Financial vulnerability can happen for all sorts of reasons and it can happen to anyone. Bereavement, redundancy, disability, marriage breakdown… just a few of the tragic and often unexpected life events that can lead to a sudden change for the worse in our financial circumstances. The problem is, when we’re going through these events, we’re often vulnerable in other ways too and this can lead to people becoming more at risk than normal when it comes to scams.
In this post, we want to give you some simple, practical tips to help you know how to spot a scam so that you can protect yourself or those you care for.
Scam Warning Signs
While the signs below aren’t a guarantee that something is a scam, they should raise an alarm that something might not be quite right and might need a little more investigation before you act.
You’re contacted out of the blue
If a company calls or emails you unexpectedly, then make sure you check that they are who they say they are. A good way to do this might be to ask them details about your account that only they would know. If you’re still not sure, then hang up the phone and call the company directly, using their official number. If possible, try to also call them from a different phone. Some scammers keep the line open so that even when you close the original call and then redial, they’re still there.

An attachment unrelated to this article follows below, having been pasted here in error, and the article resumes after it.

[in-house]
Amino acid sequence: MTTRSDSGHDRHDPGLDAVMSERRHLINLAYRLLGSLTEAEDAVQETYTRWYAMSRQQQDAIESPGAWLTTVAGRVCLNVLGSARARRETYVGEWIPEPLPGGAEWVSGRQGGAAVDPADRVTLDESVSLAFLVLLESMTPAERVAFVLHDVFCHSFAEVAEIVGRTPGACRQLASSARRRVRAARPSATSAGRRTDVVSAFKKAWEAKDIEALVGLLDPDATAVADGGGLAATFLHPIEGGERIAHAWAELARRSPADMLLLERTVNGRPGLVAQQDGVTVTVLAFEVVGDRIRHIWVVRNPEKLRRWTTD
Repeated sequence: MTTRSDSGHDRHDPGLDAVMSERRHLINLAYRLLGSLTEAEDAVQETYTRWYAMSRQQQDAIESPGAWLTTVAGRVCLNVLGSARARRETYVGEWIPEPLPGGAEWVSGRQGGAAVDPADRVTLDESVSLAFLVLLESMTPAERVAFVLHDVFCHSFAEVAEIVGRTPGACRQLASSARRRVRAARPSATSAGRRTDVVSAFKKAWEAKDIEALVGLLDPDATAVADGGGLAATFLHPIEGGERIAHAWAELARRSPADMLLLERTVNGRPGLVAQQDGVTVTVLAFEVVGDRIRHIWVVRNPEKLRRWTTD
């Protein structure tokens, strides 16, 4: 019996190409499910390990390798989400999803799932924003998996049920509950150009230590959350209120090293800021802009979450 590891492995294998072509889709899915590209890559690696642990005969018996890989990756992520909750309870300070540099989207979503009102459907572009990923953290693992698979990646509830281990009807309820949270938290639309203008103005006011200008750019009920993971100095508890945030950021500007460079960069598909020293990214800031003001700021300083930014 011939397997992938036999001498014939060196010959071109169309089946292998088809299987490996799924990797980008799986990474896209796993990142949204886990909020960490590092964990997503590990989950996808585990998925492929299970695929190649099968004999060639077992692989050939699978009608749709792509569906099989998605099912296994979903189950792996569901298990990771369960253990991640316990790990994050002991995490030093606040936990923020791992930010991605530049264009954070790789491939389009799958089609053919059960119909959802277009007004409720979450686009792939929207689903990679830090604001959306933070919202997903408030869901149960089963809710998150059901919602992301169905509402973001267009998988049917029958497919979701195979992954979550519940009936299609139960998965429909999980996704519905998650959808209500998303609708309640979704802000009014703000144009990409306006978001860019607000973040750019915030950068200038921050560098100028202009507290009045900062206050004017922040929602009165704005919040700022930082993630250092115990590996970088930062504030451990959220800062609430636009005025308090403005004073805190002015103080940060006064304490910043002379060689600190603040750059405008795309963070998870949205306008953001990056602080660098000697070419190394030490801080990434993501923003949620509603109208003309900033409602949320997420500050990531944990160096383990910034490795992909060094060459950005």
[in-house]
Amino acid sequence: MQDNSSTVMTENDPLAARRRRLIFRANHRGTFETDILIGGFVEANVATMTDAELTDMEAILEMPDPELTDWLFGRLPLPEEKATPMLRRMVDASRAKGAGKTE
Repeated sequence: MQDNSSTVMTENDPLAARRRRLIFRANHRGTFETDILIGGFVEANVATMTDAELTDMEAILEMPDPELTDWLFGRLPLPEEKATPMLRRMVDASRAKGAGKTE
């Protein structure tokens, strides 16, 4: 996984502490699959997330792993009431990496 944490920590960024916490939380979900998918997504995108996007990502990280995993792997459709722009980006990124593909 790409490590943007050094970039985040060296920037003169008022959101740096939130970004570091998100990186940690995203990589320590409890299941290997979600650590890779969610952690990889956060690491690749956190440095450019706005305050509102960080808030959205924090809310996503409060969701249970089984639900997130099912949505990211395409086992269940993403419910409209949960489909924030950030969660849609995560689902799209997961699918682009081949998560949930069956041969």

You’re asked to share personal details
Don’t share any personal data over the phone or by email unless you’re absolutely sure that the person you’re speaking to is legitimate. Neither your bank nor the police will ever:
• Ask you to transfer money to a new account for fraud reasons, even if they say it is in your name.
• Phone you to ask for your 4-digit card PIN or your online banking password, even by tapping them into the telephone keypad.
• Ask you to withdraw money to hand over to them for safe-keeping.
• Send someone to your home to collect your cash, PIN, payment card or cheque book if you are a victim of fraud.
• Ask you to purchase goods using your card and then hand them over for safe-keeping.
It’s too good to be true
This can be an especially cruel way to scam someone who is already financially vulnerable. If someone is offering you a deal or perhaps a prize that seems too good to be true (perhaps you don’t even remember entering a competition…) then there’s a chance that it is too good to be true.
Spelling or Grammar Errors
A legitimate company is unlikely to send out correspondence that’s littered with mistakes. The odd one might slip by, but if you see lots then this should raise your suspicions.
Protecting yourself from scams
When you find yourself unsure whether you’re being scammed, there are a few ways to try to protect yourself:
Check the company is real
Gov.uk have a handy tool that allows you to check whether a company is real or not, so if you’re in doubt, check a company out first.
Don’t click or download something you don’t trust
If you’re on a website that you’re not sure about or you’re sent an email from an email address that you don’t recognise, then don’t click any of the links until you’ve had a chance to check whether it’s legitimate.
Check company reviews
Another great way to check up on a company you’re not sure about is to search for any reviews they’ve had. If other people have had a bad experience, then hopefully their review can help prevent you from having one too.
Our final tip would be to take your time. Don’t let someone rush you into doing something that you’re not completely comfortable about. Take a breath, think carefully and make sure you’re sure before you act.